Village wants affordable homes

RESIDENTS of a village where a generation of young people have been “lost” during the past 20 years are calling for a small number of affordable homes to be built.

By David Green

RESIDENTS of a village where a generation of young people have been “lost” during the past 20 years are calling for a small number of affordable homes to be built.

Householders at Worlingworth - consulted during the formation of a parish action plan - have also given the thumbs down to further major development.

The village population has grown significantly over the past two decades as estates of middle class “executive” homes have been built.


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However, the younger members of local families have had to move away in order to find affordable homes to rent or buy.

The call for the building of a small number of energy efficient “affordable” homes is one of the recommendations in a parish action plan based on responses to a 34-page questionnaire delivered to each household.

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There was an 84% response to the initiative, which began in 2004, and the final report has now been published.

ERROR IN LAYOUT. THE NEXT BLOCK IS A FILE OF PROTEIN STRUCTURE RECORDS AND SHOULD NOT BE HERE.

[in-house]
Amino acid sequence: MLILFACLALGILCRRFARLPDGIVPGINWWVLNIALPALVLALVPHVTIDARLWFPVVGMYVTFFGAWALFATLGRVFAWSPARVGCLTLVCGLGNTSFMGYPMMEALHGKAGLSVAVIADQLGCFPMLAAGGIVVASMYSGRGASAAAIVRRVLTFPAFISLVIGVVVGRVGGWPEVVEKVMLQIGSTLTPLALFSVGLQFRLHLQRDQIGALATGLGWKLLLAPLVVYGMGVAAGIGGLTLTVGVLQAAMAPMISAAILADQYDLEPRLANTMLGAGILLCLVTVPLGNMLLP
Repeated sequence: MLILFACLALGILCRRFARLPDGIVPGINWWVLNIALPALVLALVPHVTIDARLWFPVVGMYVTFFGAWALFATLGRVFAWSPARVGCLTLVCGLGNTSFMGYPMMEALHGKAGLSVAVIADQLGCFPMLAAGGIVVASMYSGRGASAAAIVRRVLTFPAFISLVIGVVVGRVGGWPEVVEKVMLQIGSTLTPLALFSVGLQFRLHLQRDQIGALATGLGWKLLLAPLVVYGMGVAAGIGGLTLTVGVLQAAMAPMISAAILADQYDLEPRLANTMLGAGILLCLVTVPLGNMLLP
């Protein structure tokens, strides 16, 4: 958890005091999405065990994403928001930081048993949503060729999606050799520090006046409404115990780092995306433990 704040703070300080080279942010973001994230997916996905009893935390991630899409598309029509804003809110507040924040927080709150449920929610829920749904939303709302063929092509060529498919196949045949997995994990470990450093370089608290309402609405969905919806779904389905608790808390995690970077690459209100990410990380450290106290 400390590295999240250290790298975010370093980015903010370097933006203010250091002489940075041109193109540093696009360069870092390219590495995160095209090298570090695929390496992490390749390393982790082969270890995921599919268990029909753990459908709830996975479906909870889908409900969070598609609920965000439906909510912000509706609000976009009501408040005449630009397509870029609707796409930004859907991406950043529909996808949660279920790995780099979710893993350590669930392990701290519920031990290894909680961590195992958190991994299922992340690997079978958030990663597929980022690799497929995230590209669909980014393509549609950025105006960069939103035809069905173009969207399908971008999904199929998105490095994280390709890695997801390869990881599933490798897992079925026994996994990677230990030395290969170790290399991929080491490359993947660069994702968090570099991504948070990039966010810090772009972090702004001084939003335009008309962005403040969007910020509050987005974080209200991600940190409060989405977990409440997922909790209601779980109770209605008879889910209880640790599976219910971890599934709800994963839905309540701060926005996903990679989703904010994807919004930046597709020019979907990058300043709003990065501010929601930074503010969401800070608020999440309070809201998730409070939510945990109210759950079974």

Other recommendations include the extension of the 30 mph speed limit and the enhancement of safety measures around the village school by the introduction of a 20 mph zone and installation of flashing warning lights.

Greater use of the school and community centre by local interest groups is also called for together with the development of circular footpaths and twice-a-year community litter pick-up events.

Rosemary Ingate, parish council chairman, said residents wanted a halt to major development over the next ten years.

She added: “The price and nature of houses built in the past two decades means that we have lost a young generation out of the village.

“We have had more families moving in, which has been good for the school, which was under risk at one time, but we have been unable to keep the young people who were born and bred here.”

Mrs Ingate said ultimately unsuccessful bids by land owners in 1992 to have new areas allocated for housing would have added a further 300 to the village population and people did not want this to happen.

Existing services and facilities were incapable of supporting another large influx.

“We have to try to achieve a balance and while people do not want any more major development they are quite happy for small-scale in-filling between existing houses,” Mrs Ingate added.

Other recommendations in the action plan, copies of which have been sent to all households, include the setting up of a village web-site and continued support for the village pub, The Swan.

Keith Wilson, chairman of the steering group which developed the parish plan, said: “The strength of any community is in its willingness to help each other and hopefully this Parish Plan will really invigorate this parish in the years to come.”

The plan was formally launched at a short ceremony attended by local MP, Sir Michael Lord, and district councillor, Paul Debenham.

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